Contaminated chicken – Release of first quarterly campylobacter results by FSA


According to the Food Standards Agency (FSA), campylobacter has been found on the outer part of packaging of 4% of chickens and in 59% of fresh shop-purchased birds.

These figures have been revealed in the first quarterly results from the 12-month survey done by the FSA on the levels and prevalence of campylobacter contamination on whole fresh chickens and its packaging.

The results are consistent with studies done previously where it was shown that about 67% of raw poultry carries campylobacter. Although the bacteria is wiped out by thorough cooking, it is the most common food poising type in the UK and around 280000 people are affected by it on an annual basis.

The chief executive of the FSA, Catherine Brown, said the low contamination levels found on packaging indicates the effectiveness of the packaging which is leak-free. This type of packaging reduces the risks of cross contamination in kitchens. However, she stated that suppliers can still do a lot more to ensure that consumers can buy food with confidence.

She said that the poultry supply chain is reviewing interventions, such as improved farm biosecurity, anti-microbial washes and rapid surface chilling, in a bid to reduce the bacteria level. If they activate these interventions which are designed to make a difference, the FSA survey figures will be used to note any impact.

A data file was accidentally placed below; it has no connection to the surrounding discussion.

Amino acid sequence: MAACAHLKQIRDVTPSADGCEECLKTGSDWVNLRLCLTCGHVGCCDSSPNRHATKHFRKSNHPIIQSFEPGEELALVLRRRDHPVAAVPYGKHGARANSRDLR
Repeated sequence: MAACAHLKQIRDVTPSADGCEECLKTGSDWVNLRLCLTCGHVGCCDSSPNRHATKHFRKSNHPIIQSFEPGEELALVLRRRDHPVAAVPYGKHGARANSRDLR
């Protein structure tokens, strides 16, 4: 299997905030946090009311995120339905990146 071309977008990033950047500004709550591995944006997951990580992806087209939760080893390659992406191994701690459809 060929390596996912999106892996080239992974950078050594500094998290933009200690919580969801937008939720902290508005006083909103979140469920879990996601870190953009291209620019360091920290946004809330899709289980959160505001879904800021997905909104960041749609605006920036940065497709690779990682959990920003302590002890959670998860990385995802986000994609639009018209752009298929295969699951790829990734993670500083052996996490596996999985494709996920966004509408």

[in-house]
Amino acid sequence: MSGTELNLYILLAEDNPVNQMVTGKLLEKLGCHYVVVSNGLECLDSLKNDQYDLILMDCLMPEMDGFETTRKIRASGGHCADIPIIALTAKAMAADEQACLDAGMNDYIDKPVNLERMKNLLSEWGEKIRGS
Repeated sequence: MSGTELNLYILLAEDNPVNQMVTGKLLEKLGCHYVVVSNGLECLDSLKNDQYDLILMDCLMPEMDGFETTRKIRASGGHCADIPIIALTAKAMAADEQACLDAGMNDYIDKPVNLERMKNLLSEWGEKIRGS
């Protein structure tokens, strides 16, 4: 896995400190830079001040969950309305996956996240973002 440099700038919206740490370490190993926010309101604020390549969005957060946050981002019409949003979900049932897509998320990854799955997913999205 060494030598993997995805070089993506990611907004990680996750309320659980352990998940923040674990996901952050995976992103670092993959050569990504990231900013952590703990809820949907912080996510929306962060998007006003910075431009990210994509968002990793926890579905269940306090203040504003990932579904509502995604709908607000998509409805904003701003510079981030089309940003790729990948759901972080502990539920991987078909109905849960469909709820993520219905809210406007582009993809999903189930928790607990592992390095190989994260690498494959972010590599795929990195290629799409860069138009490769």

Last month, the FSA was attacked for not wanting to ‘name and shame’ suppliers and retailers in the survey. The agency’s initial plan was to publish its quarterly results, with details of the retailer that sold the chicken, the processing abattoir, and whether the bird had tested positive for the bacteria and the level of bacteria found. However, the agency backtracked on their plans, stating that they would not name the processors and retailers until the publication of the annual results next year.

The results which have been published today are representative of 853 samples. The full survey will include 4000 samples of while chickens purchased from UK retail outlets, butchers and independent stores.

The results are displayed in two sections. The first is for the contamination levels per bird, which is taken from the neck flap. It is expressed as cfu/g meaning colony forming units per gram. The second section includes contamination levels on the outside of the packaging.

The first quarter results indicate that 59% of chickens tested positive for Campylobacter, with 16% of the birds tested at this point of the survey showing the highest levels of contamination of greater than 1000cfu/g. The detection limit for the bacteria is 10cfu/g, so only contamination above this level is confirmed as a positive result. The levels below 10 are indicated as negative results.

Image Credit: snowpea&bokchoi


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Robert Wiltshire

Robert is a part-time writer and enjoys screen writing when his schedule allows. A keen writer, Robert graduated in 2002 from Warwick University with a 2:1 in Creative Writing. Hobbies include; Mountain Biking, Keeping Fit and Cooking

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